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DOJ: These federal officials stole bitcoins from Silk Road while investigating Silk Road

(Jon Elswick/AP)

The first rule of investigating underground black markets should probably be not to become a digital black marketeer yourself.

But that's exactly what the Justice Department says two federal officials did while probing Silk Road, the digital marketplace for illicit goods. According to a complaint unsealed Monday, a Drug Enforcement Administration official and an investigator for the Secret Service are both being accused of stealing bitcoins from Silk Road that they should have turned over to the government.

The Secret Service agent, Shaun Bridges, was a computer forensics expert assigned to the investigation of Silk Road's founder, who goes by the codename Dread Pirate Roberts. Bridges allegedly stole $800,000 worth of virtual currency, according to the complaint, and kept his stash in the exchange known as Mt. Gox. The Tokyo-based exchange infamously imploded last year after it admitted it had lost track of millions of dollars' worth of bitcoins.

The DEA official, Carl Force, was "the lead undercover agent in communication" with Roberts — a role that gave him the power to extort. Using a series of private, fictitious accounts, Force allegedly told Roberts he would bury evidence related to the case if Roberts paid him $250,000. In another instance, Roberts allegedly paid Force $100,000 in bitcoins after Force, using one of his anonymous accounts, offered up information related to the federal investigation.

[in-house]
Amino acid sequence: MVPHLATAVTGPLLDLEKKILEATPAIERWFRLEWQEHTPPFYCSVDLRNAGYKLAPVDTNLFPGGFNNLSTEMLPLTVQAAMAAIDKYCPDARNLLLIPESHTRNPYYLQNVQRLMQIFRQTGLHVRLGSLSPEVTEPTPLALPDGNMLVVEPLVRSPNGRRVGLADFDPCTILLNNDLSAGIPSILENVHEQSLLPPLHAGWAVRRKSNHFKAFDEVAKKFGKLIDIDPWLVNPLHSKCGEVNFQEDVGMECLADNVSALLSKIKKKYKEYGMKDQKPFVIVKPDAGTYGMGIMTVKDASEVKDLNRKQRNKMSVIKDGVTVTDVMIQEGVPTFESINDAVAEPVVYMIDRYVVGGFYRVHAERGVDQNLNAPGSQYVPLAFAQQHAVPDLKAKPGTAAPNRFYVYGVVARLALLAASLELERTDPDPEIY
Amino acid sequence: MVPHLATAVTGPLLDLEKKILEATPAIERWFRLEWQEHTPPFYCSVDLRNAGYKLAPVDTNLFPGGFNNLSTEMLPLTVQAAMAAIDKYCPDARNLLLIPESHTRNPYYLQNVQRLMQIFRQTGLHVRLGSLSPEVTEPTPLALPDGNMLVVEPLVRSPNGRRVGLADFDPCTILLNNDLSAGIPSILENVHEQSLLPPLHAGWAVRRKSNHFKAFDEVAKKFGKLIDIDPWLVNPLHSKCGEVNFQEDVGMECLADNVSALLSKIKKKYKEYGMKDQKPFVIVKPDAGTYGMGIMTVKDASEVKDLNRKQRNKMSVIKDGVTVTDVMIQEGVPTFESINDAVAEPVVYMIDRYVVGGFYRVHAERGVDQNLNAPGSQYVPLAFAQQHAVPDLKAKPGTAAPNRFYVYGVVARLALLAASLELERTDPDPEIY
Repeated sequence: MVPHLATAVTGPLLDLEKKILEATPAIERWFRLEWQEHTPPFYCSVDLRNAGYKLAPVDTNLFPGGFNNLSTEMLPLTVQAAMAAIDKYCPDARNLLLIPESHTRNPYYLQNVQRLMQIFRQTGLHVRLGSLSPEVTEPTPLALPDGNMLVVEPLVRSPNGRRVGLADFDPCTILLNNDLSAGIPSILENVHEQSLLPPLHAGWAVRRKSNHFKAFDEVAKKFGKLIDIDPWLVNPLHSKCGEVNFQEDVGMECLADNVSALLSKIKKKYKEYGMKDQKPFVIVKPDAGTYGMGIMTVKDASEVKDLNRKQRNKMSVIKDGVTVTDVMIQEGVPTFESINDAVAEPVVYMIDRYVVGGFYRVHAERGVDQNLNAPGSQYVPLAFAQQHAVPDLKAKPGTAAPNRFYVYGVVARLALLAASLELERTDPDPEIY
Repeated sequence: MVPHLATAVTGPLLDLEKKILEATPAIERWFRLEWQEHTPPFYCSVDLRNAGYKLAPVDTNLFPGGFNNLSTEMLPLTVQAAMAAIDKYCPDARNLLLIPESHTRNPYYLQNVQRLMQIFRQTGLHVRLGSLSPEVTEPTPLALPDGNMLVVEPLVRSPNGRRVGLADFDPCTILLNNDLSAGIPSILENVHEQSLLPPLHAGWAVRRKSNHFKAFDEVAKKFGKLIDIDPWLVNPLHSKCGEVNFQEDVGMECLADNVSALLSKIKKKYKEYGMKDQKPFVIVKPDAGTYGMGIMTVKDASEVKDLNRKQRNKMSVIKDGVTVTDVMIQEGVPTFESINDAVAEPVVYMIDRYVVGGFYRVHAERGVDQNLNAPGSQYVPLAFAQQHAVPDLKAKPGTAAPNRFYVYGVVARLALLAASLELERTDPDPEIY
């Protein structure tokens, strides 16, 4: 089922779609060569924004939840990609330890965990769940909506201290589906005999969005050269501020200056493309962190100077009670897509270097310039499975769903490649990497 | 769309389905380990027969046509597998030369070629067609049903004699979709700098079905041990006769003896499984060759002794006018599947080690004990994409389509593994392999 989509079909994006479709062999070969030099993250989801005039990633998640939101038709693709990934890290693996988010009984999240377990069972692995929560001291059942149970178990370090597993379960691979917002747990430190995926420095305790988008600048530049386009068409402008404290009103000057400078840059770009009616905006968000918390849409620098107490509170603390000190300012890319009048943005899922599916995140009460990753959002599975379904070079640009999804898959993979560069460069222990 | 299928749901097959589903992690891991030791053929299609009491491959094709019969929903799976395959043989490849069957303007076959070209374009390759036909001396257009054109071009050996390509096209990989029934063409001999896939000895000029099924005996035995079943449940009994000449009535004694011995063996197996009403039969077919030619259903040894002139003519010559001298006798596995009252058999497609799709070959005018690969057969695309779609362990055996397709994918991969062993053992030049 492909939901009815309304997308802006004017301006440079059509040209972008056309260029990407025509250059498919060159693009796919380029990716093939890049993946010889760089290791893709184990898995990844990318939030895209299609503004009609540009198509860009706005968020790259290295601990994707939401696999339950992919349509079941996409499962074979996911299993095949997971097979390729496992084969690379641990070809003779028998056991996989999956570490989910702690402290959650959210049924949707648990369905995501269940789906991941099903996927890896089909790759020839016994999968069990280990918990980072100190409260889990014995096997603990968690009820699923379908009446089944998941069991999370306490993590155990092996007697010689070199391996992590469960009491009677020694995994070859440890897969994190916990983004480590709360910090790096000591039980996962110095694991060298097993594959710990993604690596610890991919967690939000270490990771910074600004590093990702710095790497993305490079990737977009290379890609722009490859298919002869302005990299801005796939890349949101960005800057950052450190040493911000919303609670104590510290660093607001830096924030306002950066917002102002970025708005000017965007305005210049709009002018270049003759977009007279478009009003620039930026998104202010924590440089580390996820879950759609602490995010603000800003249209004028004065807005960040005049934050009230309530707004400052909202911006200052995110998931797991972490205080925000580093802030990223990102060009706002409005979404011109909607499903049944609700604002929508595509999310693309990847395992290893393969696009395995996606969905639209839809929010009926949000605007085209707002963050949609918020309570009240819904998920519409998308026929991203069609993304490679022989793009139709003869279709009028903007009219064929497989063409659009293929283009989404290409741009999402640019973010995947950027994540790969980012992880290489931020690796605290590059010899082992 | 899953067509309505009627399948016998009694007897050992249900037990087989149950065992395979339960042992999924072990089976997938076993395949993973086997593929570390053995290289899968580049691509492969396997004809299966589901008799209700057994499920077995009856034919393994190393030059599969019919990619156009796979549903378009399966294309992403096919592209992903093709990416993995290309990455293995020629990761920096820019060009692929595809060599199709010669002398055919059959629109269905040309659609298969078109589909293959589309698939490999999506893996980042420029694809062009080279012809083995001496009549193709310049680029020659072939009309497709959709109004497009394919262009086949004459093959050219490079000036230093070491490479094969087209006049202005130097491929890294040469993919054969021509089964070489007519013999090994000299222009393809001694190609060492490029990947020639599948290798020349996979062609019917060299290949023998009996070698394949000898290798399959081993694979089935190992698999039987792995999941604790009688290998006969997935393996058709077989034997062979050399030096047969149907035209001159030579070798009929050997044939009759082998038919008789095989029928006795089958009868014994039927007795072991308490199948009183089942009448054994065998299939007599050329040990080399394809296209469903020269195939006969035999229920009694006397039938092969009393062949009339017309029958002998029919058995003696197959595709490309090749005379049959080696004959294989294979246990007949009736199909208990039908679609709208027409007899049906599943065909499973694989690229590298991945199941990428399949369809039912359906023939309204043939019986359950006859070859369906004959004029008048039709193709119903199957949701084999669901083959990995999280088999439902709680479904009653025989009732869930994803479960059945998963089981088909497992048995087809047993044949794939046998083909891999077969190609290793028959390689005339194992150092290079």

"Force and Bridges abused their positions as federal agents and engaged in a scheme to defraud a variety of third-parties, the public, and the government, all for their own financial enrichment," the complaint reads.

Steve Levin, a lawyer representing Bridges, said Bridges "maintains his innocence and will answer the charges at the appropriate time."

It's hard to miss the irony in the Silk Road investigators themselves becoming the target of an investigation. But the complaint also underscores how difficult it can be for the government to stay abreast of digital criminal activity at a time when technology has gotten so complex.

Read the full complaint below.